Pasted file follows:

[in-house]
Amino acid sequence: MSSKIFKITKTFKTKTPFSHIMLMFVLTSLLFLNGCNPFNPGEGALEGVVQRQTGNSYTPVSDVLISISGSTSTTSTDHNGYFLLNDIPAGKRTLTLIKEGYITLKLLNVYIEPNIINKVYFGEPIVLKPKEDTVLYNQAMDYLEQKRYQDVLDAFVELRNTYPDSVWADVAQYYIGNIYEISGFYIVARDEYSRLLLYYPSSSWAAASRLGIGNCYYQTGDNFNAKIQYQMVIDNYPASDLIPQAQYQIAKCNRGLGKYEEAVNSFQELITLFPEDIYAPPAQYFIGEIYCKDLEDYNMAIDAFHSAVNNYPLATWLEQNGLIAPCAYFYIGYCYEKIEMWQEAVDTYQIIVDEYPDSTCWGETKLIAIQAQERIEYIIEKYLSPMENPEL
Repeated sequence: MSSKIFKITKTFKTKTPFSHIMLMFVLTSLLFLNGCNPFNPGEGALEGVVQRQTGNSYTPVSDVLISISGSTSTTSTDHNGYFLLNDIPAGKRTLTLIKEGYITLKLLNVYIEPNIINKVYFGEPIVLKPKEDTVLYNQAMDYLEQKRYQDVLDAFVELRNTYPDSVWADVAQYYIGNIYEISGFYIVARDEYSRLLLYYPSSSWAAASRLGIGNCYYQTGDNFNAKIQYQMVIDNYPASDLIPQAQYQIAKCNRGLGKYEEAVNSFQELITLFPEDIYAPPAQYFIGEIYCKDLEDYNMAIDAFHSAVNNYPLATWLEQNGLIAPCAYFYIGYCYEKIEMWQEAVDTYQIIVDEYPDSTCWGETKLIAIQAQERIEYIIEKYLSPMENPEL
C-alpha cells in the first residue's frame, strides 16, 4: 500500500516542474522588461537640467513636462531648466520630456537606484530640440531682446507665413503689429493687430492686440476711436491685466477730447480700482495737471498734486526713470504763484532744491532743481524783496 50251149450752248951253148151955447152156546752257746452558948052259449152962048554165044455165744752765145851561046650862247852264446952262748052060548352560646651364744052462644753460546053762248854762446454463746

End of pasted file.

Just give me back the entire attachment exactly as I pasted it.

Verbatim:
[in-house]
Amino acid sequence: MSSKIFKITKTFKTKTPFSHIMLMFVLTSLLFLNGCNPFNPGEGALEGVVQRQTGNSYTPVSDVLISISGSTSTTSTDHNGYFLLNDIPAGKRTLTLIKEGYITLKLLNVYIEPNIINKVYFGEPIVLKPKEDTVLYNQAMDYLEQKRYQDVLDAFVELRNTYPDSVWADVAQYYIGNIYEISGFYIVARDEYSRLLLYYPSSSWAAASRLGIGNCYYQTGDNFNAKIQYQMVIDNYPASDLIPQAQYQIAKCNRGLGKYEEAVNSFQELITLFPEDIYAPPAQYFIGEIYCKDLEDYNMAIDAFHSAVNNYPLATWLEQNGLIAPCAYFYIGYCYEKIEMWQEAVDTYQIIVDEYPDSTCWGETKLIAIQAQERIEYIIEKYLSPMENPEL
Repeated sequence: MSSKIFKITKTFKTKTPFSHIMLMFVLTSLLFLNGCNPFNPGEGALEGVVQRQTGNSYTPVSDVLISISGSTSTTSTDHNGYFLLNDIPAGKRTLTLIKEGYITLKLLNVYIEPNIINKVYFGEPIVLKPKEDTVLYNQAMDYLEQKRYQDVLDAFVELRNTYPDSVWADVAQYYIGNIYEISGFYIVARDEYSRLLLYYPSSSWAAASRLGIGNCYYQTGDNFNAKIQYQMVIDNYPASDLIPQAQYQIAKCNRGLGKYEEAVNSFQELITLFPEDIYAPPAQYFIGEIYCKDLEDYNMAIDAFHSAVNNYPLATWLEQNGLIAPCAYFYIGYCYEKIEMWQEAVDTYQIIVDEYPDSTCWGETKLIAIQAQERIEYIIEKYLSPMENPEL
C-alpha cells in the first residue's frame, strides 16, 4: 500500500516542474522588461537640467513636462531648466520630456537606484530640440531682446507665413503689429493687430492686440476711436491685466477730447480700482495737471498734486526713470504763484532744491532743481524783496 50251149450752248951253148151955447152156546752257746452558948052259449152962048554165044455165744752765145851561046650862247852264446952262748052060548352560646651364744052462644753460546053762248854762446454463746